I enjoyed my teaching career. It had its ups and downs and imposter syndrome seemed to be an ever-present ‘friend’ but looking back I can put my hand on my heart and say entering the teaching profession was a good decision for me. I feel I’ve made a difference in a number of ways, sometimes by accident, sometimes through sheer hard work and once or twice through a stroke of genius. I am pleased about all of that.
Five years ago, when retirement beckoned, I decided to train as a life coach. Coaching was a career I’d been drawn to (it all started in 2005 when I read a book by Po Bronson) and as I undertook several different trainings and began building my coaching business I knew I’d found the round hole and for my round peg (or as Ken Robinson says ‘my element’).
“Your niche will find you” one of my coaching mentors exclaimed on my very first training day back in 2016. “Oh yeah?” I thought and off I went into the wilderness of thought hoping I’d recognise my niche when it came calling. Fast forward a few years and I was challenged by another mentor to reflect on the clients I’d worked with over the last few years. Where did they come from? What did they have in common? What made them ‘my people’?
Talk about light bulb moments. Unsurprisingly, virtually all my clients were, or had been, teachers. After nearly forty years in the profession my networks were all in or around the education-sector, so it was pretty obvious really. Underpinning most of the problems my clients wanted to solve, or goals they wanted to achieve, was the search ‘out there in the world’ for wellbeing, which can be exhausting. There’s good news about this search, but more about this another time.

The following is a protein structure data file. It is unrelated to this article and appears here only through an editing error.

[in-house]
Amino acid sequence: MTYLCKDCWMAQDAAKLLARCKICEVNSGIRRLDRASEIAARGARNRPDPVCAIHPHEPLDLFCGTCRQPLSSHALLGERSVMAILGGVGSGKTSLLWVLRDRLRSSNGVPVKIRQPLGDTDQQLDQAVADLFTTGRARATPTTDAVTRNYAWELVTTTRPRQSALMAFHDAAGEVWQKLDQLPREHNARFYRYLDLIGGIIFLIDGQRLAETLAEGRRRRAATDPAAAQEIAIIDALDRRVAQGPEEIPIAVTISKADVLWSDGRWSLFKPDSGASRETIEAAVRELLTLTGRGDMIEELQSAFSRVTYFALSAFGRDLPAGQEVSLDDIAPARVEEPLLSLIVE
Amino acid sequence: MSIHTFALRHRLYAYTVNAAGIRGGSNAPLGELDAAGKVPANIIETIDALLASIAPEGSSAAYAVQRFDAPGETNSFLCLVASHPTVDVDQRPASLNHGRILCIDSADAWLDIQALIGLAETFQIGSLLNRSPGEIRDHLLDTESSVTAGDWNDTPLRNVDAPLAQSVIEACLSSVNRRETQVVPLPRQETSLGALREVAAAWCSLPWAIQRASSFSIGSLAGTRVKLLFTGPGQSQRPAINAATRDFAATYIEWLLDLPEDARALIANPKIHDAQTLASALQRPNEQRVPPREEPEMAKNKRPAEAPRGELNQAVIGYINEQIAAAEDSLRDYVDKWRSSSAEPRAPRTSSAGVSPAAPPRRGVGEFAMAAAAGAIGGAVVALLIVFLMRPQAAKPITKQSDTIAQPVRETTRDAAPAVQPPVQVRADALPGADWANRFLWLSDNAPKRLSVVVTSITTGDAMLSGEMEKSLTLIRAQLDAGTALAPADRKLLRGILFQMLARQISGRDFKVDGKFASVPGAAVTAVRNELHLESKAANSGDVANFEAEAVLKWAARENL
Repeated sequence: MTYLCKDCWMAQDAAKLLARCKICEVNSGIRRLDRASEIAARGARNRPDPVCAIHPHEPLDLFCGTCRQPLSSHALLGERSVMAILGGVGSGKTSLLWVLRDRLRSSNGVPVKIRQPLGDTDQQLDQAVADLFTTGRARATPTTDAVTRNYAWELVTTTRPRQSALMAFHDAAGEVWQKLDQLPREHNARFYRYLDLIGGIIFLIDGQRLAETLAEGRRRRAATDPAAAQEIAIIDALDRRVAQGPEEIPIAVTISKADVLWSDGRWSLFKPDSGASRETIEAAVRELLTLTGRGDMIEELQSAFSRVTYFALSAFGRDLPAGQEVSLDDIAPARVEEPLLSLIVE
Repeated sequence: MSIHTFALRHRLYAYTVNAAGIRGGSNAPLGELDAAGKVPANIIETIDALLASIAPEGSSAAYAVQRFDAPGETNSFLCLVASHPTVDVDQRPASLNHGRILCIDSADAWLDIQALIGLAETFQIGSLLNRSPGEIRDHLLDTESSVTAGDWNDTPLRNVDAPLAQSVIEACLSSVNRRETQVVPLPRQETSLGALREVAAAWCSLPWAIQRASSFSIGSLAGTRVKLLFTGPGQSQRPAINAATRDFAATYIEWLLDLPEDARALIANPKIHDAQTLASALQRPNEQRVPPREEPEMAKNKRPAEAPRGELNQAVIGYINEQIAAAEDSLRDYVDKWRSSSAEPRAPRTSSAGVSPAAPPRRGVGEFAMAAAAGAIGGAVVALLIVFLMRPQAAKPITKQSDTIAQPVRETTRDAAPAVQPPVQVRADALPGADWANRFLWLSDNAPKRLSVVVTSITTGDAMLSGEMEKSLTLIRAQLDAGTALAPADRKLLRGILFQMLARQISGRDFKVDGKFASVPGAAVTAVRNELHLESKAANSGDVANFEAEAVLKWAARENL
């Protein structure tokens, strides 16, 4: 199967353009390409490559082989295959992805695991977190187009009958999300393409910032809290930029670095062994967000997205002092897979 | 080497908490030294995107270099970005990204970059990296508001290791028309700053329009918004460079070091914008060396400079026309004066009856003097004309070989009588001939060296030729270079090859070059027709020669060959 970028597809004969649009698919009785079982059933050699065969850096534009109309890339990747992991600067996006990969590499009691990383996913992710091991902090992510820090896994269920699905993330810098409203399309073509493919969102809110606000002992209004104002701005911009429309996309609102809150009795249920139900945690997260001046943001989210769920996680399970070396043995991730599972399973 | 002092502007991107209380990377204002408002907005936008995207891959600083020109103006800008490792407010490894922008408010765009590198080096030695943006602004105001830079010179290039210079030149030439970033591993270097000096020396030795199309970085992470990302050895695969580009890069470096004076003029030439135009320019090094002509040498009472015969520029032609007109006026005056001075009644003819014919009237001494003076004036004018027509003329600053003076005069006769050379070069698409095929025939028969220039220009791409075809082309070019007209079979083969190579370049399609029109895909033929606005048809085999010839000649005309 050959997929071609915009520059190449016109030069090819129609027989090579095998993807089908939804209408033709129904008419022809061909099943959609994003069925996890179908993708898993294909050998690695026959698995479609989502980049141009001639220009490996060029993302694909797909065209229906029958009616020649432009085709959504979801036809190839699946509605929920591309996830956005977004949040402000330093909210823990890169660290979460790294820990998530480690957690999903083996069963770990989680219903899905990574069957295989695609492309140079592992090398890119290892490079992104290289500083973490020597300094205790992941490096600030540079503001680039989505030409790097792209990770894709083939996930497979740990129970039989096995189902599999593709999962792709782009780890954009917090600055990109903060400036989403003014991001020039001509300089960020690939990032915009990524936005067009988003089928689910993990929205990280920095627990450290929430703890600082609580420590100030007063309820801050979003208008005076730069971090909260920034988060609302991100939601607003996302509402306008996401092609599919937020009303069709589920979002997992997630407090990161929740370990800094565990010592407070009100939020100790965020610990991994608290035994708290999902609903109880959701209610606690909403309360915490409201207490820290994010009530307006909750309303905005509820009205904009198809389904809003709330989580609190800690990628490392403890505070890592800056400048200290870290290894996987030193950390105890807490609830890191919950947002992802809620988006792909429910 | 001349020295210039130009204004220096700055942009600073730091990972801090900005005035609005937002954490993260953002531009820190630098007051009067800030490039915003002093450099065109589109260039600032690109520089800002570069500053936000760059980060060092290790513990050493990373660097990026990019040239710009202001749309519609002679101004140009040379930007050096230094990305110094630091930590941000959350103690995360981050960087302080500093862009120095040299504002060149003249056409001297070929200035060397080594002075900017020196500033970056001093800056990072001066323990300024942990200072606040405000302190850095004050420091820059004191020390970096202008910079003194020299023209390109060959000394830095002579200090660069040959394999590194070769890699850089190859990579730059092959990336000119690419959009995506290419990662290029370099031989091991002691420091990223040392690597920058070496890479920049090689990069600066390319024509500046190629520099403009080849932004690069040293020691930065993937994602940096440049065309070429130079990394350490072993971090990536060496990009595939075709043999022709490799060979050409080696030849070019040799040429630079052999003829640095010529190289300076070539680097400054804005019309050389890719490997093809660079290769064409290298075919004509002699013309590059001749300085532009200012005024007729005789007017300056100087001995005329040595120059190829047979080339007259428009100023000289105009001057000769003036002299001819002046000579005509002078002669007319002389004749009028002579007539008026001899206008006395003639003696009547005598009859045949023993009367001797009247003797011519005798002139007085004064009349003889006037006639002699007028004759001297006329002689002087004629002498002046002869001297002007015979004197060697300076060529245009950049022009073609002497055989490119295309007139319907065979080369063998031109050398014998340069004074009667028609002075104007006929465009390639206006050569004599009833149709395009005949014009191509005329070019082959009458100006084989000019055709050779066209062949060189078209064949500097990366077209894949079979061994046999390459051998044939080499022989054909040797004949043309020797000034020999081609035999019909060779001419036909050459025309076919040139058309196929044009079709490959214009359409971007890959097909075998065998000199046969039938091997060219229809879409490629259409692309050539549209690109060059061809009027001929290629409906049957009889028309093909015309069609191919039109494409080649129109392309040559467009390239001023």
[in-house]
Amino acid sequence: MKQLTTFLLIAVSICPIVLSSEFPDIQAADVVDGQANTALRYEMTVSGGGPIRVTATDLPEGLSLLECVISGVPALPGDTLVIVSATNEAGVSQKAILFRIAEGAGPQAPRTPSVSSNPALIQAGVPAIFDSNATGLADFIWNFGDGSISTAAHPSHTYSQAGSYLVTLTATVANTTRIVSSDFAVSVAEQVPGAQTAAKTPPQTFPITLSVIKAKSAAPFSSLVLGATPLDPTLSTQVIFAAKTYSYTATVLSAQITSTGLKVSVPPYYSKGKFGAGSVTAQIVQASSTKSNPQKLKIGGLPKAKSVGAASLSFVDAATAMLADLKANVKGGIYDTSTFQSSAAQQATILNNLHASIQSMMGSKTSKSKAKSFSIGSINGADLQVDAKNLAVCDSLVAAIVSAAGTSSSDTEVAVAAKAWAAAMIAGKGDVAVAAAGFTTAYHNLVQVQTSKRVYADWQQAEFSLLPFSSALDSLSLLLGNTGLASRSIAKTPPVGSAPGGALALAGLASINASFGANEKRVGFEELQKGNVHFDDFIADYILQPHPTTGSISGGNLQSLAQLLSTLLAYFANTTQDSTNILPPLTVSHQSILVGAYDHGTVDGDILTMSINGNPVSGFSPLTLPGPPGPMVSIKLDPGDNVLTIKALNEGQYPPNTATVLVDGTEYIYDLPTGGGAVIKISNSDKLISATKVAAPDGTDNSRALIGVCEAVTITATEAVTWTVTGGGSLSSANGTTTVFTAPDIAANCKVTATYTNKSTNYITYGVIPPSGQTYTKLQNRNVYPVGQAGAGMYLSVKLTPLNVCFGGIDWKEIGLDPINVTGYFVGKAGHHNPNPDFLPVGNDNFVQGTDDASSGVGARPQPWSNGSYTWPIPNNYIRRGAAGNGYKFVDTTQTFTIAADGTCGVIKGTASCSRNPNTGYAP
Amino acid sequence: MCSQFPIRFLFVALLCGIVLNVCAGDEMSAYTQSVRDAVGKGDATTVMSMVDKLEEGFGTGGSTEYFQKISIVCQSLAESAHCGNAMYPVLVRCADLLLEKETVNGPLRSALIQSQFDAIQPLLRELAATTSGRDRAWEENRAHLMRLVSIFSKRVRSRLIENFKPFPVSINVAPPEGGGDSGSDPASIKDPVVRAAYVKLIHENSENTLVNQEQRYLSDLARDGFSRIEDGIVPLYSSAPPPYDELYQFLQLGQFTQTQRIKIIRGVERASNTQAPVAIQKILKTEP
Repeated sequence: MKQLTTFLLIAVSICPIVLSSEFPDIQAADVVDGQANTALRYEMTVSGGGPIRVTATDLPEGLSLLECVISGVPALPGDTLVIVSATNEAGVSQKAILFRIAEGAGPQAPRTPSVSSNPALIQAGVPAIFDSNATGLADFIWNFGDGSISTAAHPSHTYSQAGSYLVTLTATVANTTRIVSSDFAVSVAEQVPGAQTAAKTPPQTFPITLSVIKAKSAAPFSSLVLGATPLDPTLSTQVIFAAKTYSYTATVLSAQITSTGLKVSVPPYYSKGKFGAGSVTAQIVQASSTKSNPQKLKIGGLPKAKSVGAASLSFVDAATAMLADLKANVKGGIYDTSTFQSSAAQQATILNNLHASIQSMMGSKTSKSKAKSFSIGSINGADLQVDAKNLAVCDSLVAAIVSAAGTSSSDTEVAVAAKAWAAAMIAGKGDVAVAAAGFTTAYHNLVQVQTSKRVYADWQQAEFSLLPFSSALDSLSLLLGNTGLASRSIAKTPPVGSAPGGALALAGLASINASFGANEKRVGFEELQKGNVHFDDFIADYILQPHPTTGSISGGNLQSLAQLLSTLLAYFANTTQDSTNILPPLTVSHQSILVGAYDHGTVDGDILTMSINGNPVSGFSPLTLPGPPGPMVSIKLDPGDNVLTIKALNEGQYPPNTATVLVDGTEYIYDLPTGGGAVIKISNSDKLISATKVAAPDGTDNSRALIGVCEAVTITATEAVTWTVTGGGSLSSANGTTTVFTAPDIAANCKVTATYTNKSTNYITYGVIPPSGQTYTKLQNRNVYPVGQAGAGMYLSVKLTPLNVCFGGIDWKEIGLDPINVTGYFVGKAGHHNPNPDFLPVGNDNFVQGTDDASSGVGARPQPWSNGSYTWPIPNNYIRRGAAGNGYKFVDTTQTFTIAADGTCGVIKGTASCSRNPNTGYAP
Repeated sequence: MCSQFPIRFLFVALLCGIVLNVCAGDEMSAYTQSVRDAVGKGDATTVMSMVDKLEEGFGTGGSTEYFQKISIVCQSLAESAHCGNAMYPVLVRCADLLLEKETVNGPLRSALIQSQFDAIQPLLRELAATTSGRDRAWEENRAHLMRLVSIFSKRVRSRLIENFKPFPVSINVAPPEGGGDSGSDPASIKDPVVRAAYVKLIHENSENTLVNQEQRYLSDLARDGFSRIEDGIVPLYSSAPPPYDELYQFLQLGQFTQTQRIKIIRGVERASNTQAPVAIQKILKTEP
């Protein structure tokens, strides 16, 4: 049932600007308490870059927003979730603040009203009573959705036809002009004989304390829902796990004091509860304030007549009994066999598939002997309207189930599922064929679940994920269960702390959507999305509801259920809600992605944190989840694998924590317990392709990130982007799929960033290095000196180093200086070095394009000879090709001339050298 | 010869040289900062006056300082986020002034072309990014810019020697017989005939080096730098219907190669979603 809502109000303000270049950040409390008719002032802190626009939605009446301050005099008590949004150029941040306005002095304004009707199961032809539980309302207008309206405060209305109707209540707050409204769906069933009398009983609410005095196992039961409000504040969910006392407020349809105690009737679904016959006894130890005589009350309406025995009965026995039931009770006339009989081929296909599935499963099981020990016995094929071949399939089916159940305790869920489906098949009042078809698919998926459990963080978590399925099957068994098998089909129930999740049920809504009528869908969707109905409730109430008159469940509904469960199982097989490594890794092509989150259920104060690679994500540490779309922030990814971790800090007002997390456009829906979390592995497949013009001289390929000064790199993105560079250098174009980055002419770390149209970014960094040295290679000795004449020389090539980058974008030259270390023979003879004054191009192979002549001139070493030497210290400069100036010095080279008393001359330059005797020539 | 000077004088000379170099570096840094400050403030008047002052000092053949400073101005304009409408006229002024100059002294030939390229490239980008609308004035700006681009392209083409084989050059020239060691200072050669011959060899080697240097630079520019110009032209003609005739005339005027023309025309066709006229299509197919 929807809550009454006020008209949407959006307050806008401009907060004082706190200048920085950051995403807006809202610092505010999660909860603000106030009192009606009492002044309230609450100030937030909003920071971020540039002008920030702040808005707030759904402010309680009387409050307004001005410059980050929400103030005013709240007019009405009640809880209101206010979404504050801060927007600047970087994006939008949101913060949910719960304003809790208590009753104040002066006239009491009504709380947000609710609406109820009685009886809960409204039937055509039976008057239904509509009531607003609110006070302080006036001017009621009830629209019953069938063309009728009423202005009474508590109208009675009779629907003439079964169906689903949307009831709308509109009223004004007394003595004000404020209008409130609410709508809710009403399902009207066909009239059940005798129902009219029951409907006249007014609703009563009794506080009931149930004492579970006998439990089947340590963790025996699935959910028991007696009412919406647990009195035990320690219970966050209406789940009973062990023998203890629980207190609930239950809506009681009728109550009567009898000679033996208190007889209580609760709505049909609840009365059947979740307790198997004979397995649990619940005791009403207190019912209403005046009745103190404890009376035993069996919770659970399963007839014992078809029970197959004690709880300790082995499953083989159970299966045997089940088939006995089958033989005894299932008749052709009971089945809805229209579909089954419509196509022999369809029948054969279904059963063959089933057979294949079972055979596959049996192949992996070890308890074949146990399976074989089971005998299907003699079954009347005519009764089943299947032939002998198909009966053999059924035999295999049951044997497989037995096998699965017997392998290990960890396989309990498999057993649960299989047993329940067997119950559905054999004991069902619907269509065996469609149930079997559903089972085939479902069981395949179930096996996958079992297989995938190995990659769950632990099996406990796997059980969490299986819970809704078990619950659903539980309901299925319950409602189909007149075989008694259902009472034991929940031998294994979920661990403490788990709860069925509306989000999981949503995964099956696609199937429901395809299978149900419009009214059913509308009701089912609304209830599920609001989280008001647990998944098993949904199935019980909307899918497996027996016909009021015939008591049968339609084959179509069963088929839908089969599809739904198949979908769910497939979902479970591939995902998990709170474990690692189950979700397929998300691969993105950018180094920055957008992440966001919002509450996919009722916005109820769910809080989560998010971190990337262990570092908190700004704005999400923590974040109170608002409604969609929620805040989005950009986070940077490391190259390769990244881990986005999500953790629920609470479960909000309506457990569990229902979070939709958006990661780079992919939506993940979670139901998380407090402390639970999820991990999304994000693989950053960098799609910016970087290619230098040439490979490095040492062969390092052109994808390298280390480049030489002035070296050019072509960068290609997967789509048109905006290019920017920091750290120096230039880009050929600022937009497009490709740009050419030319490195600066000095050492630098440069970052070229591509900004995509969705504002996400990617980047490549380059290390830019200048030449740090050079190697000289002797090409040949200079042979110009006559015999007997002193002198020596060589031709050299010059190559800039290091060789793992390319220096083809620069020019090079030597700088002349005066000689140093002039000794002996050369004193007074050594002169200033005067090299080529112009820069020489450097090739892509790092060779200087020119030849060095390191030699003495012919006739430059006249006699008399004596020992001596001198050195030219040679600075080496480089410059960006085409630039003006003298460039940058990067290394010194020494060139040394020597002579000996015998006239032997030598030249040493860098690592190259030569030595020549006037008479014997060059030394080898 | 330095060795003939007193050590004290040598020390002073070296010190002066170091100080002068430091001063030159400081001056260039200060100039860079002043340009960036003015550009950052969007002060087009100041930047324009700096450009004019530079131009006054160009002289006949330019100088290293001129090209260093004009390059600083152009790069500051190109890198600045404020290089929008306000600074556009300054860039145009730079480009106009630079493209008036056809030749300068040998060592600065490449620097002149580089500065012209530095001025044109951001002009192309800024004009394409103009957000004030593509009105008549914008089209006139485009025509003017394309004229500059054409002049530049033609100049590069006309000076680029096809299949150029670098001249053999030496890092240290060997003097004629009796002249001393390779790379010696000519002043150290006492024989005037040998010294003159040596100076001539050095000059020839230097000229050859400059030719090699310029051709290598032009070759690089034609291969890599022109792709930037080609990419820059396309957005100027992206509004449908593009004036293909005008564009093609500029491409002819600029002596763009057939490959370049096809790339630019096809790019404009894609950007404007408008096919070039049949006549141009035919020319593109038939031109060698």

The next discovery was that nearly every client I had worked with felt their work (their teaching career) was taking away their wellbeing. They were torn between staying in teaching or leaving. And if they left, what would they do? And so it began. My niche had found me…
These days, as a full-time professional coach, it won’t surprise you to hear that a great deal of my work is supporting teachers with career decisions and wellbeing issues. I help them as they tackle problems and challenges around career-satisfaction, career-progression and career-change. Career-change is the area in most demand, so I’ve developed a coaching programme taking the individual from deciding whether to stay in the profession or to leave, to identifying their strengths and exploring their options, to researching and applying for jobs, to rediscovering their wellbeing and their love of life.
My passion is helping teachers to thrive, either in the role they trained for, or by supporting them as they look for a way to apply their talent and passion in a career beyond teaching. Either way I help them to find the sense of purpose and peace of mind they are seeking.
Bronson, P. (2004) What should I do with my life? Vintage.
Robinson, K. (2009) The Element. Penguin.
Photo credit: Noah Silliman on Unsplash